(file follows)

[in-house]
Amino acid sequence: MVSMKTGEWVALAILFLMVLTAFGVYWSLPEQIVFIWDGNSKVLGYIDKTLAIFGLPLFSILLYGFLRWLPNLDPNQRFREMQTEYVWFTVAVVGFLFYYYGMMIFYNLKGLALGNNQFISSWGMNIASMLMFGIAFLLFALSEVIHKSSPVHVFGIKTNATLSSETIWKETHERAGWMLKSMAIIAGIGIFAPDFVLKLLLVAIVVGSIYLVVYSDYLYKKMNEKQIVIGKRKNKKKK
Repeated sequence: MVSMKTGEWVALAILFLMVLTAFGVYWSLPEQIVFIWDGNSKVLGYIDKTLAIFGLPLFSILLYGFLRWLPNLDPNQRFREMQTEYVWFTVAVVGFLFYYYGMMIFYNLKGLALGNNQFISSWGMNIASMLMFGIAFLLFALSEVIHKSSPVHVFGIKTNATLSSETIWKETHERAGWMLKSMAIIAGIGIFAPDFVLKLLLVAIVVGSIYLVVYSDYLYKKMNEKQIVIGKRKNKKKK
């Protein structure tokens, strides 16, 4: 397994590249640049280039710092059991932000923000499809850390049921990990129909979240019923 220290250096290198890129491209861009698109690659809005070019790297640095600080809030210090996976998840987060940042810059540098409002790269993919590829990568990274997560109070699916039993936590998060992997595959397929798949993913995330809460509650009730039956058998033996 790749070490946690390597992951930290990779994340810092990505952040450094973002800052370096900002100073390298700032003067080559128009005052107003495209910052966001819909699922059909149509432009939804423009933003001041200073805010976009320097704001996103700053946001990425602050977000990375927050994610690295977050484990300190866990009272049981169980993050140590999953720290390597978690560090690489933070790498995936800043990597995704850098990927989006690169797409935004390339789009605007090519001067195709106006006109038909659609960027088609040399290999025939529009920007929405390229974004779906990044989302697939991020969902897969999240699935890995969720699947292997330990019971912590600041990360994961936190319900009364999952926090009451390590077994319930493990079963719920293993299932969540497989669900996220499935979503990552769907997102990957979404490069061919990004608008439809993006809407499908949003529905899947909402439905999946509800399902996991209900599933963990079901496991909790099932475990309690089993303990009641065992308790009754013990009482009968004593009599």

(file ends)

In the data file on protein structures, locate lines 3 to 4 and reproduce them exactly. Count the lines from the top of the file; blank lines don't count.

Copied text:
Repeated sequence: MVSMKTGEWVALAILFLMVLTAFGVYWSLPEQIVFIWDGNSKVLGYIDKTLAIFGLPLFSILLYGFLRWLPNLDPNQRFREMQTEYVWFTVAVVGFLFYYYGMMIFYNLKGLALGNNQFISSWGMNIASMLMFGIAFLLFALSEVIHKSSPVHVFGIKTNATLSSETIWKETHERAGWMLKSMAIIAGIGIFAPDFVLKLLLVAIVVGSIYLVVYSDYLYKKMNEKQIVIGKRKNKKKK
């Protein structure tokens, strides 16, 4: 397994590249640049280039710092059991932000923000499809850390049921990990129909979240019923 220290250096290198890129491209861009698109690659809005070019790297640095600080809030210090996976998840987060940042810059540098409002790269993919590829990568990274997560109070699916039993936590998060992997595959397929798949993913995330809460509650009730039956058998033996 790749070490946690390597992951930290990779994340810092990505952040450094973002800052370096900002100073390298700032003067080559128009005052107003495209910052966001819909699922059909149509432009939804423009933003001041200073805010976009320097704001996103700053946001990425602050977000990375927050994610690295977050484990300190866990009272049981169980993050140590999953720290390597978690560090690489933070790498995936800043990597995704850098990927989006690169797409935004390339789009605007090519001067195709106006006109038909659609960027088609040399290999025939529009920007929405390229974004779906990044989302697939991020969902897969999240699935890995969720699947292997330990019971912590600041990360994961936190319900009364999952926090009451390590077994319930493990079963719920293993299932969540497989669900996220499935979503990552769907997102990957979404490069061919990004608008439809993006809407499908949003529905899947909402439905999946509800399902996991209900599933963990079901496991909790099932475990309690089993303990009641065992308790009754013990009482009968004593009599």